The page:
I was recently watching a reality TV show called Insane Pools: Off the Deep End, where a company reconstructs a family’s backyard pool into a backyard paradise. It followed the typical format of a reality construction show where they interview the homeowners, draw up blueprints, get everyone excited, start construction, potential disaster, cliff hanger… commercial break, disaster averted, followed by a beautiful new yard. It’s impressive. But what struck me as an employment lawyer is that Lucas, the star of the show and owner of Lucas Lagoons, refers to all of his employees using nicknames. There was Woman, Crash, Sunshine and Old Man. As it turned out, “Woman” was Lucas’ mother and a master stonemason. My impression was that she didn’t mind the nickname. If she did, she’d have no problem speaking up and telling her son to be more respectful.
Then there was “Crash,” aptly nicknamed because he had a history of crashing heavy operating equipment. Crash embraced his nickname and kept a smirk on his face during filming. “Sunshine” was the newest employee who always seemed happy.
Finally, there was “Old Man.” John “Old Man” Messner didn’t appear to be related to Lucas. In the episode I watched, the nickname Old Man was used frequently. I’m sure that was somewhat encouraged by TV producers to get higher ratings, but the employee also didn’t seem to mind, as he was a star in his own right with impressive stone mason skills.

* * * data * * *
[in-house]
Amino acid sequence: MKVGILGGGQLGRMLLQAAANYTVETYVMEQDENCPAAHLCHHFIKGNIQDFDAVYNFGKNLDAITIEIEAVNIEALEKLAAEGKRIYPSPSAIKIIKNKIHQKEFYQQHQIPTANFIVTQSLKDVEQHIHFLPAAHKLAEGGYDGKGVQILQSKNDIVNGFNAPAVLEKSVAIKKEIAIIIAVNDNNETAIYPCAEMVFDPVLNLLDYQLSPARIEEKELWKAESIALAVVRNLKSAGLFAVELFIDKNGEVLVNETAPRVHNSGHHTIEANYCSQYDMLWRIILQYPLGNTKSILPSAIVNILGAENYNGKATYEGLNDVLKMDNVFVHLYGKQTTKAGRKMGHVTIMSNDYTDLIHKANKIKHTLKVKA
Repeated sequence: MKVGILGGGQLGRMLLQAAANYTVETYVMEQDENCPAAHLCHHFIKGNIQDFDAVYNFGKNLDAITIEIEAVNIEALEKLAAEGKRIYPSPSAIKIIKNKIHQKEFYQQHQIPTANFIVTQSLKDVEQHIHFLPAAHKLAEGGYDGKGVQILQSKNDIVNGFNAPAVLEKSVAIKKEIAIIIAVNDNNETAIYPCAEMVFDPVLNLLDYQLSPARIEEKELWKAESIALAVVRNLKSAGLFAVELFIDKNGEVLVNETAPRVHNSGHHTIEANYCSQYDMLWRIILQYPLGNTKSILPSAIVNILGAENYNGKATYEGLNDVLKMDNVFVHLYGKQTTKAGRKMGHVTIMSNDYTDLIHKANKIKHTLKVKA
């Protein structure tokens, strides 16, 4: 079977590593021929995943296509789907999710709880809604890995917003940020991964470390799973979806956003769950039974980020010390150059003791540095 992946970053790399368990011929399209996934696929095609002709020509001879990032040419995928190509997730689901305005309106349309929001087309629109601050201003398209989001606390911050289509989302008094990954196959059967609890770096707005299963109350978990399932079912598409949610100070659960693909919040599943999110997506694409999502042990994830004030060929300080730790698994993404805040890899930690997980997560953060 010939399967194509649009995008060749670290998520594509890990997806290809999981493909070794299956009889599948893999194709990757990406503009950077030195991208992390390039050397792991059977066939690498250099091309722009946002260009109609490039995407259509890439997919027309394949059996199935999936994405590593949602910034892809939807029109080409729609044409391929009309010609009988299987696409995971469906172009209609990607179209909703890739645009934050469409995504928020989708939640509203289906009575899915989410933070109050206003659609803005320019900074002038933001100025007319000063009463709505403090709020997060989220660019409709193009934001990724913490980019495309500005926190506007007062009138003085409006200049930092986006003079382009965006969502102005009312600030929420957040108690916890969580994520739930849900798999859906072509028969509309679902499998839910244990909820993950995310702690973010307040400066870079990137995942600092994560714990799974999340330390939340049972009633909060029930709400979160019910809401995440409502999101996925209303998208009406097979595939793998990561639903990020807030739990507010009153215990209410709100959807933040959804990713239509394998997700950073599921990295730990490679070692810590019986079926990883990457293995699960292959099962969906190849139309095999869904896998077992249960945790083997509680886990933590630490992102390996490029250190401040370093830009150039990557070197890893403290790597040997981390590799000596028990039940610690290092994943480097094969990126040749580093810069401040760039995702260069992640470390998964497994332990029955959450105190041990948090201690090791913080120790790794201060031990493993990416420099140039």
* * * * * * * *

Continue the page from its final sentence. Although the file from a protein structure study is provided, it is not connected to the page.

But folks, reality shows aren’t reality. While nicknames can be endearing and fun in the workplace, they can also invite a lawsuit. In fact, courts are clear to point out that the use of a derogatory term referencing someone’s age, race, gender, religion, national origin, gender identity or sexual orientation (to name a few protected categories) can be discriminatory on its face because a reasonable person would find it offensive. The employer’s defense that it was a joke, or it wasn’t meant like that, or “everyone laughed” doesn’t usually make a great defense.
So, if you still insist on using nicknames in the workplace, think about using a name that isn’t based on someone’s protected category, like a shortened first name such as “Mike” for Michael or whatever else the employee may use to refer to him/herself in the workplace or requests to be called. In almost every case, I wouldn’t advise calling an employee “Old Man.”
For questions about employee relations or other legal dynamics in the workplace, please contact our Employment & Labor Law Group.